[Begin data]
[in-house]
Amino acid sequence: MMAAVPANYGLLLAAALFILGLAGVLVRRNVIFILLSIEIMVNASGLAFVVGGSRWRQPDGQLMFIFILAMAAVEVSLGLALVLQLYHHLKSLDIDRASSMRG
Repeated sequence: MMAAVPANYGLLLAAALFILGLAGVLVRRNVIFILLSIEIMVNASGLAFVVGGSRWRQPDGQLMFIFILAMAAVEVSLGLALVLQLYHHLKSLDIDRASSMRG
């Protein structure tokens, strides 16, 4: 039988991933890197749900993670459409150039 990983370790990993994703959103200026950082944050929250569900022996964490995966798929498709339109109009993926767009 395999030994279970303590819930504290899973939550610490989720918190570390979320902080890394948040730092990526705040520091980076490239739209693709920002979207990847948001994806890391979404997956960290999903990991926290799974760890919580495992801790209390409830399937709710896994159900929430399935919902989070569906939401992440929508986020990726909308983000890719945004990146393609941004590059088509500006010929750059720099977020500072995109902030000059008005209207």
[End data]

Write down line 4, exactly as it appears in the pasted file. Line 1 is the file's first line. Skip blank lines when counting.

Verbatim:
């Protein structure tokens, strides 16, 4: 039988991933890197749900993670459409150039 990983370790990993994703959103200026950082944050929250569900022996964490995966798929498709339109109009993926767009 395999030994279970303590819930504290899973939550610490989720918190570390979320902080890394948040730092990526705040520091980076490239739209693709920002979207990847948001994806890391979404997956960290999903990991926290799974760890919580495992801790209390409830399937709710896994159900929430399935919902989070569906939401992440929508986020990726909308983000890719945004990146393609941004590059088509500006010929750059720099977020500072995109902030000059008005209207």